Solicitors are facing a plethora of new regulatory measures which professional indemnity underwriters should be aware of. Frank Maher reports

t’s that time again. The solicitors renewal season is upon us, with nearly 9,000 law firms in England and Wales renewing their primary cover from 1 October, and in many cases top up as well. The Law Society’s Minimum Terms and Conditions for 2007 will contain no major changes in compulsory cover.

As yet another year of low premiums seems to be on the cards, causing further disappointment for brokers on commission-based volume business, to say nothing of underwriters, can there be anything left to say? In the writer’s view, the answer is a resounding ‘yes’.

New laws, new rules and new regulators: the solicitors’ profession is entering a new era of regulation which carries many opportunities for change. Change means risk. The Legal Services Bill promises wholesale reform of the profession, and a new code of conduct comes into force on 1 July.

The Solicitors Regulation Authority (SRA), established by the Law Society as a semi-independent regulator, heralds a new approach to enforcement. Current intentions are said to involve a proportionate, risk-based approach with ‘light touch’ regulation. But that does not preclude tough action where deemed appropriate, and the issue of referral fees is high on the agenda, with a regulatory review of a number of firms under way.

Automatic run-off cover

Disciplinary action will be of interest to underwriters, not only because it may indicate an attitude to risk, but also because it may be life-threatening to the continuation of a practice and may invoke automatic run-off cover.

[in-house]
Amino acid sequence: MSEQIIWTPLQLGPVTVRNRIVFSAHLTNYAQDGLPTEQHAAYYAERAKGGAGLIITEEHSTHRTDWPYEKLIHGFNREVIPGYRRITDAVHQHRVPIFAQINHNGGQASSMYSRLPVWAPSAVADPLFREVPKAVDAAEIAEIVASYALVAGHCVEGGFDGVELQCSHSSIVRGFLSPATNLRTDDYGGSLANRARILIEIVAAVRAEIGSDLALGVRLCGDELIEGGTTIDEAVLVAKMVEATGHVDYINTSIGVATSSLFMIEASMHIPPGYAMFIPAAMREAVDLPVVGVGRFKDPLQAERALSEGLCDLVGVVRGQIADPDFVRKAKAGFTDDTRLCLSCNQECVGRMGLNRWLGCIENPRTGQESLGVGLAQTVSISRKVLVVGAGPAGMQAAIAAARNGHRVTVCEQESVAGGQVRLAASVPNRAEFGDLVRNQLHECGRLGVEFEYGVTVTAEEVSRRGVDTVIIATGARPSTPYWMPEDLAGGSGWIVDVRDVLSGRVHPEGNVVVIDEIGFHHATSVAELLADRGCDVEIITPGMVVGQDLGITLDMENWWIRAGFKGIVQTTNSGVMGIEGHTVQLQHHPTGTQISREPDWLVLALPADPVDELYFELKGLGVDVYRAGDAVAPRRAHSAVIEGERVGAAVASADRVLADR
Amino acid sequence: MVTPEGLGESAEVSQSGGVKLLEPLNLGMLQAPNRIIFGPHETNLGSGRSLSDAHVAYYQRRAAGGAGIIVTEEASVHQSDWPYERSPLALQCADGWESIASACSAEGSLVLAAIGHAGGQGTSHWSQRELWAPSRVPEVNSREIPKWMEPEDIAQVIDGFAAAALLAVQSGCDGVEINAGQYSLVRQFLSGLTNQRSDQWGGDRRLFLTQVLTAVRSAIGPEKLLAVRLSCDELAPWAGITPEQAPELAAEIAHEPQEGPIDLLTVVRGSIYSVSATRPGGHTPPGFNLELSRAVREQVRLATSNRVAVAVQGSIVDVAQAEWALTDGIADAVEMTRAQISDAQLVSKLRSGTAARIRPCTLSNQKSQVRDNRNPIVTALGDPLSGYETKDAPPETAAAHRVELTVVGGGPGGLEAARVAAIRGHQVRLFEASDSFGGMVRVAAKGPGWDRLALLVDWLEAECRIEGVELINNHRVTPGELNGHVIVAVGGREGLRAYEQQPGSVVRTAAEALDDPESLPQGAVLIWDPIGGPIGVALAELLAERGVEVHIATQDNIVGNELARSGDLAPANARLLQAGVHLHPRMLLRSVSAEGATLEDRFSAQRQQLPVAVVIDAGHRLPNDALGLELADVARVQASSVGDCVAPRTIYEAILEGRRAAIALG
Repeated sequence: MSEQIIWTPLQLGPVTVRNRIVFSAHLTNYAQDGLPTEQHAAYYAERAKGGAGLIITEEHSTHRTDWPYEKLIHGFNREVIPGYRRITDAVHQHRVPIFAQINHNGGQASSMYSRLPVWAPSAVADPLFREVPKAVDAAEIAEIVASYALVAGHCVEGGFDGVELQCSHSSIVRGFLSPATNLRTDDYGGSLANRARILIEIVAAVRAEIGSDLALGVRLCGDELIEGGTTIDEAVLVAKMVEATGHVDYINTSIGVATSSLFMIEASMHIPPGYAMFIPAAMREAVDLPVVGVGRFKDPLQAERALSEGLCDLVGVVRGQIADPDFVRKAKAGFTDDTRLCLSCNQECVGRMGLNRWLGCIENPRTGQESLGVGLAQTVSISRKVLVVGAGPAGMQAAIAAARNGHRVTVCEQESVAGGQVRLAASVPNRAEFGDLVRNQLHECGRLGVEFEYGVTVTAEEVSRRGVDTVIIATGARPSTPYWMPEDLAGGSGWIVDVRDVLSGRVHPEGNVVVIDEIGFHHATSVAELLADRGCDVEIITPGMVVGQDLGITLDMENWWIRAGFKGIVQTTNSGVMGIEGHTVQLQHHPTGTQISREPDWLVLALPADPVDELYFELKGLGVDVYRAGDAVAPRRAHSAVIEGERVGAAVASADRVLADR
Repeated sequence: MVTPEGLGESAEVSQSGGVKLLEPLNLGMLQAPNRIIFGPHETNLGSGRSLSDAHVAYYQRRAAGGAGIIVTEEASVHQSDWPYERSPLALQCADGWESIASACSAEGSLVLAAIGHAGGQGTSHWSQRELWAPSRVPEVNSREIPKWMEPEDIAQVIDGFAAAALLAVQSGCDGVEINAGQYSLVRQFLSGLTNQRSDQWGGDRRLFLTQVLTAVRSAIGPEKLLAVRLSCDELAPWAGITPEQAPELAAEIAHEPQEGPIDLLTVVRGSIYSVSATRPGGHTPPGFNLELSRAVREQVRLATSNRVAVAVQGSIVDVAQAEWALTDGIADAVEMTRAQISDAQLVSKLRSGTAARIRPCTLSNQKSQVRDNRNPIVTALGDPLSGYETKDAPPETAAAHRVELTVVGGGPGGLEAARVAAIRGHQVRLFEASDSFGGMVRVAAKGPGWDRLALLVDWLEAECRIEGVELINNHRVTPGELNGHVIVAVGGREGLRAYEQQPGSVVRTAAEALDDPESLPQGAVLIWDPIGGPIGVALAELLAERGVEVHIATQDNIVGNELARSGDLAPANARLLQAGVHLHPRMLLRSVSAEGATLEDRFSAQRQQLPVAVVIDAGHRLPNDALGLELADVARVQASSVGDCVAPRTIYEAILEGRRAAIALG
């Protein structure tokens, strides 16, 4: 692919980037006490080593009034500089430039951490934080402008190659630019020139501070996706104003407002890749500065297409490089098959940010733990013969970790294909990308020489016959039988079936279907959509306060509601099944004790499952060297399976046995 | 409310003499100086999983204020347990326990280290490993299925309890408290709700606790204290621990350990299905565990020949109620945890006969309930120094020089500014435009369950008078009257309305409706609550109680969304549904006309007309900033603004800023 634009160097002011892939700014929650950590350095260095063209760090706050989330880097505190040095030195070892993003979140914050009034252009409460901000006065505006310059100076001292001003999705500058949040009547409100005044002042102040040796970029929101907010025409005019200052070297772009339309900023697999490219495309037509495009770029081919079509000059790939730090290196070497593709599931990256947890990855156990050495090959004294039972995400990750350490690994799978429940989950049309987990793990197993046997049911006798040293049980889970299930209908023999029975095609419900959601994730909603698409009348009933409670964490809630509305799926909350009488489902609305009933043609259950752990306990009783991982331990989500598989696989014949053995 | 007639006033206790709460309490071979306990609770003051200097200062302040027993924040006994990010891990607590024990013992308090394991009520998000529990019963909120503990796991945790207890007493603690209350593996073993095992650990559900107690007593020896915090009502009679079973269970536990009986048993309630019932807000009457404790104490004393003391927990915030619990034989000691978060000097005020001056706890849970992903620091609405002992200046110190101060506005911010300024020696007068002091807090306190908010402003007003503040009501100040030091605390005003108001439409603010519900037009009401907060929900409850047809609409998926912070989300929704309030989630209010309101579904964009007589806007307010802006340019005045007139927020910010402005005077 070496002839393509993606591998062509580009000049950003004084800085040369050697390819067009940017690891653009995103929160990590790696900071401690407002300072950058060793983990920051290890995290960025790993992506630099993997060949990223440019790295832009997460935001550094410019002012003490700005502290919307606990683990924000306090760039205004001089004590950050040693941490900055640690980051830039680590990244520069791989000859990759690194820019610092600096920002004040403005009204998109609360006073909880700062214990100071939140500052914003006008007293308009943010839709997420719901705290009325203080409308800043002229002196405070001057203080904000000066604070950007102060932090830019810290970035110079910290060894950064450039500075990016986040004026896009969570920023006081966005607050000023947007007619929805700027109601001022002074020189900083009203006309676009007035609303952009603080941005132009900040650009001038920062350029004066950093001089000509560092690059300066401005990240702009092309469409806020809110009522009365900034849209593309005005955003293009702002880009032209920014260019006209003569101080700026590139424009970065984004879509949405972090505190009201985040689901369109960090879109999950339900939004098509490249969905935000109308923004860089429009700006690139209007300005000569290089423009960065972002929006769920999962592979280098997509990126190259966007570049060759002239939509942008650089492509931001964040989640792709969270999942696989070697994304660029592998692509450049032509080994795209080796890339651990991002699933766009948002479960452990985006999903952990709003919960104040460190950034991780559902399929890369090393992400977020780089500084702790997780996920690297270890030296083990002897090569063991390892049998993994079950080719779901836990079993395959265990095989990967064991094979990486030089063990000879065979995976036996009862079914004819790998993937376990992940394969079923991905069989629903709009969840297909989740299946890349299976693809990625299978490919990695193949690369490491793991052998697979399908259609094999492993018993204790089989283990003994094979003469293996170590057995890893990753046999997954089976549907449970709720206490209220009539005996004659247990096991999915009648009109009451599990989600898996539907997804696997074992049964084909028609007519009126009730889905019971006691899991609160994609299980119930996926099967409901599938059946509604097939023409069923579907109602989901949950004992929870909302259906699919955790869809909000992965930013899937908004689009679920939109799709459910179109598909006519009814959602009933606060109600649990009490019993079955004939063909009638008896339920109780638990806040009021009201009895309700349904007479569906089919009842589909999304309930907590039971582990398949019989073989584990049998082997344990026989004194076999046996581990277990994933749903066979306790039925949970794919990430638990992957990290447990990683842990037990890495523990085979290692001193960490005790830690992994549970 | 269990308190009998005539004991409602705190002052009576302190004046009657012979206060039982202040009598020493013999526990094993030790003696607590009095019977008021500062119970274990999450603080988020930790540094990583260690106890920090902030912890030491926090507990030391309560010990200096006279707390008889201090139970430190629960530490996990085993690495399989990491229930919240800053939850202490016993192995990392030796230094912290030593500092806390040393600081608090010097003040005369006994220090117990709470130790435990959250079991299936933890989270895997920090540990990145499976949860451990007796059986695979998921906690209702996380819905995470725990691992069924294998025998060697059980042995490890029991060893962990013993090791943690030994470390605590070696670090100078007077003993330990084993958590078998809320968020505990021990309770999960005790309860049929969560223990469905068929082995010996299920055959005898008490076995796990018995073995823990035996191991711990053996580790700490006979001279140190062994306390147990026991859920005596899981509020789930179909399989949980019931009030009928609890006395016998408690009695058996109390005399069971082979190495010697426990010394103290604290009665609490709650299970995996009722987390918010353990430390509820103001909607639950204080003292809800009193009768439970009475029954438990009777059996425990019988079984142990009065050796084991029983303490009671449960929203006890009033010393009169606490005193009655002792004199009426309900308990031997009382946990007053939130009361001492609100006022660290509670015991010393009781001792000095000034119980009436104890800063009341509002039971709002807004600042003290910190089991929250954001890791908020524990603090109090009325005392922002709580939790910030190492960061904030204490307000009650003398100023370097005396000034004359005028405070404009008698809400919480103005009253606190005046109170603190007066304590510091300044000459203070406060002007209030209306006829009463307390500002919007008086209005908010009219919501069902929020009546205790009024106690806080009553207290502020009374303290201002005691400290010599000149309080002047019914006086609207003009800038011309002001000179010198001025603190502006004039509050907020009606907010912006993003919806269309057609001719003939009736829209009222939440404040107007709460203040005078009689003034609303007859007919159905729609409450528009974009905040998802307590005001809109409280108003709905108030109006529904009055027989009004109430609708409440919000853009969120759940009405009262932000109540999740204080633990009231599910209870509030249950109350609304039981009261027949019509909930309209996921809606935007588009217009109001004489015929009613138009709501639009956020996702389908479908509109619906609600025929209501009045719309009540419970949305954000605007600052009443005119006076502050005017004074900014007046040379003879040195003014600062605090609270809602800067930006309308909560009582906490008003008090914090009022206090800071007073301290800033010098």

Clause 159 of the Legal Services Bill will enable the SRA to require solicitors to review files and to contact former clients notifying them of their right to make claims. This is in part a response to concerns over the miners’ compensation claims, but could result in reviews similar to the pensions review in the financial services sector.

Against the background of solicitors enjoying the widest compulsory cover of any profession in the world, adverse experience from these provisions and hardening market conditions in the future could impact on the availability of insurance for some firms or sectors of the profession.

The SRA’s new code of conduct is a complete rewrite of the solicitors’ rulebook. While a cover-to-cover read may leave one with a slight feeling of being surrounded by compliance wallpaper, the efforts to consolidate the various rules, guidance and codes into one rulebook written in reasonably plain English is to be commended.

Breaches of the code may be relied upon in professional liability claims (and this may be particularly relevant to the rules on conflicts and confidentiality), though it is questionable whether the rules generally are intended to give rise to a separate cause of action.

In many ways, apart from some key points mentioned below, little of substance has changed. Where change can be expected is in the area of enforcement and, despite the SRA’s light touch, intentions outlined above, under pressure to demonstrate that it can deliver as a fully-fledged regulator, it can surely be expected to strive hard to deliver.

Complaints are dealt with by the Legal Complaints Service. Expect a greater risk of firms having to pay awards for inadequate professional services, which are generally covered under the policy. The current maximum award is £15,000. Clause 138 of the Legal Services Bill increases this to £20,000 with power for it to be increased, and talk of £100,000 in the near future may not be far-fetched.

Of concern, the provisions may result in the loss of technical defences, by analogy with the financial services ombudsman regime. An example of this was the case of IFG Financial Services Ltd v Financial Ombudsman Services (2005). Here it was held that the ombudsman could require an investment adviser to pay compensation which a court of law would have held was not ‘fair and reasonable’.

The focus of the new code of conduct has been on a change to principles-based regulation.

The code contains six core regulatory principles enforceable in their own right and applicable in all circumstances (subject to some minor exceptions for overseas practice), even where more detailed rules exist elsewhere in the code.

Wide ranging